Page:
Dash cams are not a new invention. Drivers and carriers alike have mounted them on their vehicles in order to have a recording of the road and drivers around them to be used as proof should they need to prove fault in the case of an accident. Recently however, some carriers have begun turning the cameras around and using them to record their own drivers.
The companies that offer inward facing dash cams bill them as “Driver Risk Management Systems” (DRMs), and claim that they can be used not only to observe unsafe driving behavior, but due to the presence of the camera, they also actually make drivers less likely to act in unsafe ways. The thought is that because drivers know they’re being watched, they’ll be on their best behavior.
The two largest providers of video DRM systems are SmartDrive and DriveCam. They both offer a front facing camera, a driver facing camera, a microphone inside the cab of the vehicle, real-time GPS tracking, and vehicle monitoring that reports how fast the truck is moving, acceleration rates, and any “near-miss” collisions. CORRECTION: When originally published, TheTruckersReport.com stated that “At any time, a fleet manager can log on and see and hear what any (or all) of his drivers are doing.” This was an unintentionally misleading statement. In actuality, even though the cameras and other DRM systems are always running, a fleet owner only has access to view camera footage after an incident occurs.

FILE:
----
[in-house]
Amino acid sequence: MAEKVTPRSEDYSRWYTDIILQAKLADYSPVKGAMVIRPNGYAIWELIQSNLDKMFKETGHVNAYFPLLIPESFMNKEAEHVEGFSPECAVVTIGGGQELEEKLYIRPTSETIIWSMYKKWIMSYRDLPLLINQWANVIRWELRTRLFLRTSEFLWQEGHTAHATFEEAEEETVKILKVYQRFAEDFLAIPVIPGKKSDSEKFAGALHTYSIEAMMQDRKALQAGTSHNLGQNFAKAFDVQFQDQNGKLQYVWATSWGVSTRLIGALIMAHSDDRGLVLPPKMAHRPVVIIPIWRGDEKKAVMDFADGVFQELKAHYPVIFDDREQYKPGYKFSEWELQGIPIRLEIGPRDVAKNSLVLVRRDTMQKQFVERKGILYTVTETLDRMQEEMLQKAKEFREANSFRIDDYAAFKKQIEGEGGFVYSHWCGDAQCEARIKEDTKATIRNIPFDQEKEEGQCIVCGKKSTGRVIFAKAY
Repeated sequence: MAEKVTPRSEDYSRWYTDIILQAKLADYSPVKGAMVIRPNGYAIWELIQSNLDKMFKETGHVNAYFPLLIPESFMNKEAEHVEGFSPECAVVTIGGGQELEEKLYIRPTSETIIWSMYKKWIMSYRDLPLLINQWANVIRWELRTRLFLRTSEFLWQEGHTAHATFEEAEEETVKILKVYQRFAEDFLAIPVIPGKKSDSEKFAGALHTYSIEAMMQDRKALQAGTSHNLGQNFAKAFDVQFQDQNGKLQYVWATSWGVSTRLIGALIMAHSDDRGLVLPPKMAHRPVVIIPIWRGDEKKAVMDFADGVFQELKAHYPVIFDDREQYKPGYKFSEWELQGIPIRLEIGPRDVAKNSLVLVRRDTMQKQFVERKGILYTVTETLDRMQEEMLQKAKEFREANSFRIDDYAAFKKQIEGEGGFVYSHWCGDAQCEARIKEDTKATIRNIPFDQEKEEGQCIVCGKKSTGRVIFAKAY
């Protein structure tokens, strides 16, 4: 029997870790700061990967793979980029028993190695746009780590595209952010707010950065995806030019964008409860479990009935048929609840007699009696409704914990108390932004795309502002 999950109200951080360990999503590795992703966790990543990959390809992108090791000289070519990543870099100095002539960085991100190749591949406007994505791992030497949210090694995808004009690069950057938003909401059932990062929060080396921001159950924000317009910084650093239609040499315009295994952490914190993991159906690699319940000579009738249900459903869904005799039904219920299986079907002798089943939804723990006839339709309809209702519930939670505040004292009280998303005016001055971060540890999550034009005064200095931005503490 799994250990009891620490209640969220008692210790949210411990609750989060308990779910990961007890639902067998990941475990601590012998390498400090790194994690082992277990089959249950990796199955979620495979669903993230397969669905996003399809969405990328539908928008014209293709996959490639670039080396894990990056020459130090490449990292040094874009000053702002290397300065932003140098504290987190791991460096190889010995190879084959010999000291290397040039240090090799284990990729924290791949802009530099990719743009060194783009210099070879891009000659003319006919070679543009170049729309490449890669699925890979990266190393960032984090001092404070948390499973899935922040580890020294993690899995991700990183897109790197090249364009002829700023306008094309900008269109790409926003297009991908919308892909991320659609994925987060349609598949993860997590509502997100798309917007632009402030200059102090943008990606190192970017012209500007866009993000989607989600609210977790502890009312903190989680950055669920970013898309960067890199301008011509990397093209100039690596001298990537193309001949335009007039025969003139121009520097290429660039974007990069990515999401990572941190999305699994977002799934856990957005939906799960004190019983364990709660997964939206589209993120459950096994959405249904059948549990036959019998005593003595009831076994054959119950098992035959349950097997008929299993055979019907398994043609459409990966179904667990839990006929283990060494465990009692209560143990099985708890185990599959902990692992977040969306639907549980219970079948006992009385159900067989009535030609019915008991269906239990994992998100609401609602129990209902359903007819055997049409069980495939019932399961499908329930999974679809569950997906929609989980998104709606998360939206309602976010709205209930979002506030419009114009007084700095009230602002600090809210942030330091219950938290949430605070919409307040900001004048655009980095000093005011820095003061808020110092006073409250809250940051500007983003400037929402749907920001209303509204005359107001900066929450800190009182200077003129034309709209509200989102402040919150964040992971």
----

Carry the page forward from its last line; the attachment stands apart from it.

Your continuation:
The video below is a sample of what the SmartDrive system records and monitors.
Some DRM systems act not only as a recording device, but also to inform drivers when they’re being unsafe. Drivers can be alerted with LED lights on the device when they are engaged in “risky and fuel-wasting activities.”
Both DRM companies tout the possible benefits of their systems, but even carriers that use the technologies will acknowledge that some drivers seem to have misgivings about having a camera watching their every move.
C.R. England for example currently has a pilot program with both companies. Marcus Edwards, the company’s director of corporate safety explained to CCJ Digital why he thinks some of their drivers object to having a dash cam focused on them.
“Some drivers don’t like it,” He said. “They feel the truck is their house… Some have bad driving habits and don’t want a camera.”
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